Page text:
The Government have made a complete mockery of control periods on the railways and road investment strategies on the roads—processes that were designed to bring certainty have, in the hands of this Government, turned into chaos, and at a price. Only last week the Public Accounts Committee highlighted the numerous mistakes by the Department for Transport in its management of the Thameslink renewal programme. The Committee’s report was littered with examples of “careless mistakes”. Poor planning is systemic, and that is something I will return to.
Paragraph 2.12 of the “Memorandum on the Supplementary Estimate 2017-18” states that there was an increase of £65.7 million in the cost of the intercity express programme, attributed to “depot costs and contract variations.” That is bound to happen when the Government cannot decide what trains they want to run and keep cancelling rail infrastructure upgrades. Can the Minister tell us what impact these contract variations on the intercity express programme had on the east coast rail franchise? When were they due to come on line? What were the obligations promised under the franchise to the train operator? How were they communicated to Network Rail? We need answers. A parliamentary question on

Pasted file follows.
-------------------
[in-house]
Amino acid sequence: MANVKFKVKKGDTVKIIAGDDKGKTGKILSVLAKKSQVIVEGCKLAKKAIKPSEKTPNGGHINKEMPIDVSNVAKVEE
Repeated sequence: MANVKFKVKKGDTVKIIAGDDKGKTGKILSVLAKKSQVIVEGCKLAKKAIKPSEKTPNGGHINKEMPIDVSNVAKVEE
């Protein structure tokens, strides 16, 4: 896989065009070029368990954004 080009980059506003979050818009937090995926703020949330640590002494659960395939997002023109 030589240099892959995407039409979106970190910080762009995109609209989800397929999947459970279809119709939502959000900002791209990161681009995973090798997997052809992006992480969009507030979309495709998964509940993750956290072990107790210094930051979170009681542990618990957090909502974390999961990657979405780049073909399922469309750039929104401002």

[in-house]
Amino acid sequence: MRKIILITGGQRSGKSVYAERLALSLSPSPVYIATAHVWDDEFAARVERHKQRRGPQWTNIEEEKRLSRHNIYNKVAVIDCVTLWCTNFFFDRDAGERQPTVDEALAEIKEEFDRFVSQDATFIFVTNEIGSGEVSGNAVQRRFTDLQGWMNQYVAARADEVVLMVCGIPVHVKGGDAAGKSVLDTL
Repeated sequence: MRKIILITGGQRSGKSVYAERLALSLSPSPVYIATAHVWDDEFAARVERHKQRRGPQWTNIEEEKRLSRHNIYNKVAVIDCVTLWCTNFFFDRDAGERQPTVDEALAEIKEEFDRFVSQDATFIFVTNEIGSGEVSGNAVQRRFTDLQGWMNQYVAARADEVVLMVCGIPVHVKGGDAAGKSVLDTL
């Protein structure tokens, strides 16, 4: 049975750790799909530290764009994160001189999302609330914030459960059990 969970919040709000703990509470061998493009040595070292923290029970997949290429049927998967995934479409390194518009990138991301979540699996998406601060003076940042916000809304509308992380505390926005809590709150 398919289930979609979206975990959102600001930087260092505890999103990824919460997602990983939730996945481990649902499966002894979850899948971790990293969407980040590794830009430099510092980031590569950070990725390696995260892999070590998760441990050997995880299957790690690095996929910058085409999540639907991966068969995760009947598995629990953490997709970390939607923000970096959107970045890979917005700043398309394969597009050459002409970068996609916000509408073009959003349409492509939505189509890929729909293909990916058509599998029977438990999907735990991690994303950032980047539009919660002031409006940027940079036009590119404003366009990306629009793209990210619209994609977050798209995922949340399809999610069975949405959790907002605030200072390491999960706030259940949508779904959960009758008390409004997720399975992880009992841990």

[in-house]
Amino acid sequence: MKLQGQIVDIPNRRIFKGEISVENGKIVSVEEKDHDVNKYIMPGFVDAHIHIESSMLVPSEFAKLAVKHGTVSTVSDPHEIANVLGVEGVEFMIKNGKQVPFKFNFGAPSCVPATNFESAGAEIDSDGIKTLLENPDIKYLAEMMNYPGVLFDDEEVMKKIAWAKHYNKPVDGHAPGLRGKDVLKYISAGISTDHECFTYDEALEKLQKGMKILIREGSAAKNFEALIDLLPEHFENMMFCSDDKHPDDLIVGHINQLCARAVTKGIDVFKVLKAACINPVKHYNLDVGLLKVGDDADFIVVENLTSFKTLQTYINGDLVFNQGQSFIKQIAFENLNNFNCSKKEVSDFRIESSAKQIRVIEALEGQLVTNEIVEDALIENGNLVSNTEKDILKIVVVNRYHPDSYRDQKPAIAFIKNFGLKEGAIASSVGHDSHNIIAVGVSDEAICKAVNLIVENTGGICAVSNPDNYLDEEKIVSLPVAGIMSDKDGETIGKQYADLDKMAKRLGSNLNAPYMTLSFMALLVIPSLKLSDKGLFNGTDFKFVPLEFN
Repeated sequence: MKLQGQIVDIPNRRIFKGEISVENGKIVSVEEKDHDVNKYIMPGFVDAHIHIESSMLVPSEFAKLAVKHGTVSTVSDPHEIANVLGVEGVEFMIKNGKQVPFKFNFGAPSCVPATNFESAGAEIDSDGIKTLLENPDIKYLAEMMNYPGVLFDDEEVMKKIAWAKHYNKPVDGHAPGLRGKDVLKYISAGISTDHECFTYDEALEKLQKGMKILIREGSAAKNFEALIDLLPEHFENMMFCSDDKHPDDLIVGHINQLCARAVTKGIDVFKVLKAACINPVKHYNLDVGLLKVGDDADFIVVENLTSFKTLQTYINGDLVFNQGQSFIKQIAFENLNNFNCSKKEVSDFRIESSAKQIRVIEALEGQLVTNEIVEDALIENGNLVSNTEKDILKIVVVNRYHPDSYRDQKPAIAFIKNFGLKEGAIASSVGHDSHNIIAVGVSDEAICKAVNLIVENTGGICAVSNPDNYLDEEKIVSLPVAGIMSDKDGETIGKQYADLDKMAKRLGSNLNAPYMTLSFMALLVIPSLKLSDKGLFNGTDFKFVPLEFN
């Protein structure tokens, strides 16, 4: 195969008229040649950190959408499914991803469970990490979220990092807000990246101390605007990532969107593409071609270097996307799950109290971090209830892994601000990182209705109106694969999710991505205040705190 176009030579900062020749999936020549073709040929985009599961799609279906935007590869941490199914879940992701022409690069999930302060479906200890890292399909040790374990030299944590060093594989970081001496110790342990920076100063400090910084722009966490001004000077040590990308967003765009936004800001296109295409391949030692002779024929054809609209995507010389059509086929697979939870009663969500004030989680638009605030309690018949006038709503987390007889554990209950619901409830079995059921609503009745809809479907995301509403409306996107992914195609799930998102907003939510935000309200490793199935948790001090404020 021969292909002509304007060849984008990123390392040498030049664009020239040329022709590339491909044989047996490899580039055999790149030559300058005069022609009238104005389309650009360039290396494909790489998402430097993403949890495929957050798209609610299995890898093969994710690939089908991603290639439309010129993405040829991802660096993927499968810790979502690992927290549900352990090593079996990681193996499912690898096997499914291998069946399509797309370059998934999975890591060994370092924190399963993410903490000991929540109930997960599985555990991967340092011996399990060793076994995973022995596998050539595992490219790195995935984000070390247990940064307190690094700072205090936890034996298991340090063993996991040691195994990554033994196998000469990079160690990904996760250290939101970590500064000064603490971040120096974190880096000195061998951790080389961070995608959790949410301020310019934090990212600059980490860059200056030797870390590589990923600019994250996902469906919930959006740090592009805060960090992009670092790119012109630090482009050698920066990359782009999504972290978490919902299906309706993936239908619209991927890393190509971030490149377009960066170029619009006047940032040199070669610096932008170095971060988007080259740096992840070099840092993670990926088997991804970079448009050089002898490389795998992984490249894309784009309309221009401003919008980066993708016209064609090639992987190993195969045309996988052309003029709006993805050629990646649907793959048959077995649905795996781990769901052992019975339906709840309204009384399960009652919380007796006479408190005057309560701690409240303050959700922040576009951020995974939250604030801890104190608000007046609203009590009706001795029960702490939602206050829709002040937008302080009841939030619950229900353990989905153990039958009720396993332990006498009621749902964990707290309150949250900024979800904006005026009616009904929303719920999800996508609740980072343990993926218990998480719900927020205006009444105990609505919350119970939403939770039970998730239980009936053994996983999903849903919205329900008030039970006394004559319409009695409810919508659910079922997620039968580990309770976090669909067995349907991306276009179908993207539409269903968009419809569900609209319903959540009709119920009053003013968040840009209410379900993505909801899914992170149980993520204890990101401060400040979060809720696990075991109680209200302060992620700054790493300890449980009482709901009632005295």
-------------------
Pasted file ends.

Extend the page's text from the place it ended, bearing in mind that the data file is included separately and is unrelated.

This Government never fail to tell us how well the rail franchising system is working, but point 2.27 on page 15 of the memorandum states that the passenger rail income for this year is £248.6 million less than expected due to a decline in revenues received from train franchises including Thameslink, Southern and Greater Anglia. What is more, Her Majesty’s Treasury will pay an additional £60 million to cover the shortfall. It is yet another magic money tree—just wait until those leaves fall on the line, or should I say in the pockets of shareholders?